Physicians' Academy for Cardiovascular Education

Elevated Lp(a) levels associated with increased risk of MACE when hsCRP ≥2 mg/L

Effect of C-Reactive Protein on Lipoprotein(a)-Associated Cardiovascular Risk in Optimally Treated Patients With High-Risk Vascular Disease: A Prespecified Secondary Analysis of the ACCELERATE Trial

Literature - Puri R, Nissen SE, Arsenault BJ et al., - JAMA Cardiol. 2020. doi: 10.1001/jamacardio.2020.2413.

Introduction and methods

Early phase clinical trials in humans have demonstrated substantial 70% to 90% reductions in circulating lipoprotein(a) (Lp(a)) levels with antisense oligonucleotides directed against hepatocytes [1]. However, it remains unclear which patients would benefit most from Lp(a) reducing therapies [2,3]. Data from translational and clinical studies have suggested a synergism between systemic inflammation and proatherosclerotic effects of Lp(a) [4,5]. This exploratory post hoc analysis of the ACCELERATE (Assessment of Clinical Effects of Cholesteryl Ester Transfer Protein Inhibition With Evacetrapib in Patients at a High Risk for Vascular Outcomes) trial investigated whether systemic inflammation can modulate Lp(a)-associated CV risk in optimally treated patients with high-risk vascular disease.

ACCELERATE was a randomized, double-blind, multicenter, placebo-controlled phase 3 trial that randomized 12,092 patients with high risk vascular disease (ACS within previous 30-365 days, cerebrovascular atherosclerotic disease, peripheral arterial disease, or T2DM with coronary artery disease) to either the cholesteryl ester transfer protein inhibitor evacetrapib or placebo, in addition to standard medical therapy. The primary efficacy outcome was the first occurrence of any component of the composite of CV death, MI, stroke, coronary revascularization, or hospitalization for unstable angina pectoris. An interim analysis for futility was conducted and data showed that evacetrapib conferred neither benefit nor harm. The trial was stopped early. The current analysis pooled the ACCELERATE trial population and enrolled patients that had Lp(a) and high-sensitivity C-reactive protein (hsCRP) levels measured during follow up (n=10,503).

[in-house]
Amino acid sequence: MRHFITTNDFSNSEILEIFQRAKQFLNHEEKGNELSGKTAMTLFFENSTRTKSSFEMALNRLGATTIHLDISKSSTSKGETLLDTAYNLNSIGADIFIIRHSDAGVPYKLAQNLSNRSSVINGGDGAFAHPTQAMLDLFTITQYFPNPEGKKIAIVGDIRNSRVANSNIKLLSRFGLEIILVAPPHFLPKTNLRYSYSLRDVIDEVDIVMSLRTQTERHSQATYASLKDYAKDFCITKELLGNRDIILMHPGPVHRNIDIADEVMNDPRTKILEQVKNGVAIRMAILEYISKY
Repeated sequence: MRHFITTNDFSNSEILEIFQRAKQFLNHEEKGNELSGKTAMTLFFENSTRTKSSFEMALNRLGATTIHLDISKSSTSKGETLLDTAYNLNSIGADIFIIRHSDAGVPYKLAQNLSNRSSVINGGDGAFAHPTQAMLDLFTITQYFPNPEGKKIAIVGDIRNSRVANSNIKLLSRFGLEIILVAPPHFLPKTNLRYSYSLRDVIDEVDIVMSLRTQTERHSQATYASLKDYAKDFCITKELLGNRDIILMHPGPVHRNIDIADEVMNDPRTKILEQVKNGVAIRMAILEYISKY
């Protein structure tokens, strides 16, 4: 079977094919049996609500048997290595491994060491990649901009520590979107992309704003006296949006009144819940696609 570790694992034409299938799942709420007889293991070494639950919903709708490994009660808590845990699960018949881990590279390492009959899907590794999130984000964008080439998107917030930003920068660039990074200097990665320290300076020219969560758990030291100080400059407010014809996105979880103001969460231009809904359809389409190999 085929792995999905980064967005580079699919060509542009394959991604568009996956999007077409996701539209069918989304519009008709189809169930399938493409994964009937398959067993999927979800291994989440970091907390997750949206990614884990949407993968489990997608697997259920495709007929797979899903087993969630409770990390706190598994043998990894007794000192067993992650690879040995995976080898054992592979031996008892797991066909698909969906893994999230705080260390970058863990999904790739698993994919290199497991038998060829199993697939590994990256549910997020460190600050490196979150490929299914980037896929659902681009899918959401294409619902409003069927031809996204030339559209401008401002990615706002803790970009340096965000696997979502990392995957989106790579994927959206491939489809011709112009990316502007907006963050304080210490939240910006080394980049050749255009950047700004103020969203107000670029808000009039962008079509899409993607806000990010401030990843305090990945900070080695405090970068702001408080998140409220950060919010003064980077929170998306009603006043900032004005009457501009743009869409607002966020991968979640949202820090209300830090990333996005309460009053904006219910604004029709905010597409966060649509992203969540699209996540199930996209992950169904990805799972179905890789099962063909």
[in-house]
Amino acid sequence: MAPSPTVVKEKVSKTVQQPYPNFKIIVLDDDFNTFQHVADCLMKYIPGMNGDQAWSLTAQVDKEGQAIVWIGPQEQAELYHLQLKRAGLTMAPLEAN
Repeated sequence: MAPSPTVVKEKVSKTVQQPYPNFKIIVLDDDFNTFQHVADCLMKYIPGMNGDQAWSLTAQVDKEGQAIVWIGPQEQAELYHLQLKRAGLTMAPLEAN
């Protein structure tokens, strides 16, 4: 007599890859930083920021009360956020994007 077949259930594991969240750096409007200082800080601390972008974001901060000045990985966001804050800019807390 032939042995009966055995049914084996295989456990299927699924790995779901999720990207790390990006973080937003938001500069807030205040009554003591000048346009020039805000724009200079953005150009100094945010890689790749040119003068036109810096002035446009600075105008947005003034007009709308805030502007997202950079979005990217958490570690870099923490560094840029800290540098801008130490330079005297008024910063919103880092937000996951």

The primary endpoint of the present analysis was major adverse CV events (MACE), defined as CV death, MI or stroke. Median follow-up period was 28 months.

Main results


This exploratory post hoc analysis of data from the ACCELERATE trial showed a significant association between higher Lp(a) levels and MACE in optimally treated patients with high-risk vascular disease with hsCRP levels ≥2 mg/L. No significant association was found between higher Lp(a) levels and risk of MACE in those with hsCRP levels <2 mg/L.


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Find this article online on JAMA Cardiol.

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